Despite being identified as being buried in the sap, four of these nine men - Ernest Wilkin, Frederick Parry, Samuel Farlow and Norman Brumm – were identified in 2010 as being buried in the Pheasant Wood Cemetery! Was the original grave disturbed by shelling or otherwise re-opened necessitating re-burial by the Germans?
With four already identified, are the remaining four (Herbert Westmoreland, Francis Woodcock, Lemuel Batey and James Higgins) still amongst those soldiers now buried at the Pheasant Wood cemetery but unidentified?
It would have been chaos in the trenches during the battle and in the immediate aftermath, and it is no wonder records of deaths and burials are often non-existent or contradictory.
On September 5th, 1992, Lambis Englezos spoke with Bill Boyce, 58th Battalion and survivor of the Battle of Fromelles, who said:
“Well my job was to help dig a communication trench across from our own lines to theirs and as such you just didn’t have bayonets…. And the instructions were that when a man in front of you fell who was badly wounded or dead, you just rolled him to one side to the side that most of the fire appeared to be coming from – of course this was in the dark, and we didn’t have very much idea – and put a good heaping of earth over him…”
Researchers investigated the young men identified as buried in the sap and hope to identify more of the nine by persisting in the search for suitable DNA donors.
The four men identified in 2010 were amongst those who had their identification discs returned by the Germans. There are no notes on Jim Higgins AIF file about his identification disc and nor does it appear to have been returned to his mother.
We remain determined to persist in our search for DNA to help identify those buried at Fromelles and hope that Pte James Ingersoll Higgins is amongst them. If you can help us unravel any of the family connections – especially those relating to the names Kiddle, Williams or Ingersoll – we would love to hear from you.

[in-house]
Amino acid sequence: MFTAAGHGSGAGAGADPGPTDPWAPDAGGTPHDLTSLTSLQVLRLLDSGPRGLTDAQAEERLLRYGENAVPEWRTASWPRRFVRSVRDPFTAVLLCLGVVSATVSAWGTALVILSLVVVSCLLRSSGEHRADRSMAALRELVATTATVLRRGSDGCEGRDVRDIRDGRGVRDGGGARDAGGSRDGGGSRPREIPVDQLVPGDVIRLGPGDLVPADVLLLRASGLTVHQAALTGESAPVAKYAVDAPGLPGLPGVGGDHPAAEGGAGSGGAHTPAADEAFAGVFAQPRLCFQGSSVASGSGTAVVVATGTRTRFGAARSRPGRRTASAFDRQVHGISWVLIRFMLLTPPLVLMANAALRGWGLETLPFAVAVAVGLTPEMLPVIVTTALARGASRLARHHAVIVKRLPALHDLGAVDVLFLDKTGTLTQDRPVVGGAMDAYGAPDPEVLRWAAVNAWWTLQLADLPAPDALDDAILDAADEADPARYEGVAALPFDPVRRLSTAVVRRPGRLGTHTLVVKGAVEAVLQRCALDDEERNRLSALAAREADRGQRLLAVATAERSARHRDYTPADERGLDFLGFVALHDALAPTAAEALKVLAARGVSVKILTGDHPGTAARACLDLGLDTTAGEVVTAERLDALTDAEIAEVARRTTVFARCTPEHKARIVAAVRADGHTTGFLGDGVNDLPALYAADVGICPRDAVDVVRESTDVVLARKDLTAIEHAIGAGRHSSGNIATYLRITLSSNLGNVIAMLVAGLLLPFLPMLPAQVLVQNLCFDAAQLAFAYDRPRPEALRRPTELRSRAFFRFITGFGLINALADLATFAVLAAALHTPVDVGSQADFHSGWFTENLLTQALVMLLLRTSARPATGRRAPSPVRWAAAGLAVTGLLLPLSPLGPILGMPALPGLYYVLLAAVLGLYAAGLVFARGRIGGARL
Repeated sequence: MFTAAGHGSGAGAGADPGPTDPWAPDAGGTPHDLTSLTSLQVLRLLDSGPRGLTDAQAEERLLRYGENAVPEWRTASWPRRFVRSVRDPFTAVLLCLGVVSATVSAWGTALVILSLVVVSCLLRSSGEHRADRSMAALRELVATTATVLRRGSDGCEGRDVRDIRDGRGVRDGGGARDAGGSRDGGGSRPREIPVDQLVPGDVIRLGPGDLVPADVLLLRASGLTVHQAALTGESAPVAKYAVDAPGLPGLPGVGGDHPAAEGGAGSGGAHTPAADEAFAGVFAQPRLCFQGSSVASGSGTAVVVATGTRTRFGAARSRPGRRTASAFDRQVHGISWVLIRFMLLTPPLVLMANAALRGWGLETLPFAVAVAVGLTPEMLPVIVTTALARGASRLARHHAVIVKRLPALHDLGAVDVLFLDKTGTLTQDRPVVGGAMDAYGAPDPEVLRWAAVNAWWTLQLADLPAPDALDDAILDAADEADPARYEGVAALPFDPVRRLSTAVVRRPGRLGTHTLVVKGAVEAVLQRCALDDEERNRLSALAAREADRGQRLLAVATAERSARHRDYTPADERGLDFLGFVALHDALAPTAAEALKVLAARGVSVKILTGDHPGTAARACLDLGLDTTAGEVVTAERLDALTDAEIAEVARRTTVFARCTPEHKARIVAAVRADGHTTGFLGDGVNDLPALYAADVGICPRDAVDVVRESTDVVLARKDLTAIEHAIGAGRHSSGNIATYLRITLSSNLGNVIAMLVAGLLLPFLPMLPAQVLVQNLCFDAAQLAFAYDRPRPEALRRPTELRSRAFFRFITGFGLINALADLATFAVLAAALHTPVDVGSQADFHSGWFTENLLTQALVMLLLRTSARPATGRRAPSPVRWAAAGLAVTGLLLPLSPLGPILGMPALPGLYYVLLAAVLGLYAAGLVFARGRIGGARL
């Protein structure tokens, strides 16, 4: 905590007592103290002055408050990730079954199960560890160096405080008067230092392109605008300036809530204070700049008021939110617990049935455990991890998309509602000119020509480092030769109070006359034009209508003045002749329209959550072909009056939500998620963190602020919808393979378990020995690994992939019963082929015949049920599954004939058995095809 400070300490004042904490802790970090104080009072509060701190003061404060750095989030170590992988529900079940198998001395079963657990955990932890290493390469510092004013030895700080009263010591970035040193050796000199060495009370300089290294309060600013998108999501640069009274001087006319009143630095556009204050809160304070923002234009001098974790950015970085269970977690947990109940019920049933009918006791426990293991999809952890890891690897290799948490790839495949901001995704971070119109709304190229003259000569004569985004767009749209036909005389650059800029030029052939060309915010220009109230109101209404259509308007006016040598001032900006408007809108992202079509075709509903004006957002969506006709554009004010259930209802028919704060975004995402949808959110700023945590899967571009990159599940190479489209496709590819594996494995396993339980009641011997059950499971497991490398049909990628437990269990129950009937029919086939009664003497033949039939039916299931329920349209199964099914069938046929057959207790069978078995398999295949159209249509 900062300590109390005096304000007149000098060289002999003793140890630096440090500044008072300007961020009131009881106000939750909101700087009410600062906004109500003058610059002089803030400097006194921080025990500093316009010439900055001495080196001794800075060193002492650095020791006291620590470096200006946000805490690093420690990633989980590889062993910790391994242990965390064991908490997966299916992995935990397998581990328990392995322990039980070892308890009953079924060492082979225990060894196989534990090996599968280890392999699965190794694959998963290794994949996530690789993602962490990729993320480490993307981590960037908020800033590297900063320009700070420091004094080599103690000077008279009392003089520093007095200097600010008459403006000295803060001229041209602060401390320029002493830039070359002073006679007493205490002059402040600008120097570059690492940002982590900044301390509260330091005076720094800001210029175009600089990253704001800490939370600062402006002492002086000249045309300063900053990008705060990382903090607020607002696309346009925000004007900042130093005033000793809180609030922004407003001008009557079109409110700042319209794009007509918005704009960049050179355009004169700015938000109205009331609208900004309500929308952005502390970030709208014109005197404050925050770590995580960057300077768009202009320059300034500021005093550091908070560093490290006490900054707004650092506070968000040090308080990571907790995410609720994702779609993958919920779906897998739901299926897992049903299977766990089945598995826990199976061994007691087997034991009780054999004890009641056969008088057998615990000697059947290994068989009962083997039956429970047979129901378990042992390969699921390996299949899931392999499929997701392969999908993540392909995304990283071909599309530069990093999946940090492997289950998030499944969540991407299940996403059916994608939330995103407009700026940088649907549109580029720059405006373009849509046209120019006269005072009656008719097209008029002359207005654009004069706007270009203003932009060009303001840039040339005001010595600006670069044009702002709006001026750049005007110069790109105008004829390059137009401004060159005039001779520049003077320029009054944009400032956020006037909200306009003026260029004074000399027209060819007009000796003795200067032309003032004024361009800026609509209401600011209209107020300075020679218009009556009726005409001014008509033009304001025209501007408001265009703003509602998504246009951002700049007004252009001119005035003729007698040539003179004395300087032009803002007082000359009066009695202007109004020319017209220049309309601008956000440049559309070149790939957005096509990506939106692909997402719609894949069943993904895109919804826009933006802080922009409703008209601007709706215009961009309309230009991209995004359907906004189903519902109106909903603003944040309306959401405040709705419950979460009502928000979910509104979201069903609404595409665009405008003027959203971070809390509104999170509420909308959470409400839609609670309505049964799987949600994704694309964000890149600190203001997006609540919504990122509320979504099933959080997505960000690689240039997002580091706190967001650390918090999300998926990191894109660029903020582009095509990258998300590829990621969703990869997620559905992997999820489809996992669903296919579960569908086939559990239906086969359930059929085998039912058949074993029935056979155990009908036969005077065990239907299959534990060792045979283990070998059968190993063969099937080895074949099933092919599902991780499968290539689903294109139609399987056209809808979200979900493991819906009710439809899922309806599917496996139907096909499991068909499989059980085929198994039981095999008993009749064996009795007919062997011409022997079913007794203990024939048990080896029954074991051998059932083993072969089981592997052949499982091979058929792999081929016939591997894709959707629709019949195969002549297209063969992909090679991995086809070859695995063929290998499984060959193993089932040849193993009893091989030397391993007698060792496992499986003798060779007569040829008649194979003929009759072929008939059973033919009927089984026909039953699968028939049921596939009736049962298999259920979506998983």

Can you help with DNA? We have located mt DNA donors for James on the female line, but we particularly need Y DNA donors on his father’s line.
|Soldier||James Ingersoll HIGGINS 1889-1916, born KIDDLE (illegitimate) Geelong|
|Parents||Possibly James WILLIAMS note 1 b abt 1836 England, and Agnes Hicks KIDDLE 1870-1937|
|Maternal||Barbara PURVIS b 1837 Harrington, Scotland – 1941 Geelong, and Edward Hicks KIDDLE|
Note. 1. James Williams’ son, Frederick James Guy WILLIAMS, married Agnes’s sister, Mary Jane KIDDLE. The children of Mary Jane Kiddle and FJG Williams would carry both the Y line (5 boys) and the Mt line (2 girls). Thus, contacts with family of FJG Williams are urgently sought.
2. Agnes married James Higgins in 1893, and they had eight children, including daughters Vera, Irene, Alice who would be half-sisters to James and their descendants would carry the Mt DNA line.
3. We are advised that UWCA hold one mtDNA family reference sample. Due to privacy legislation, we do not know the identity of that donor. We are now seeking
- A second mt DNA sample
- A Y DNA sample – particularly from the Williams family
Seeking DNA Donors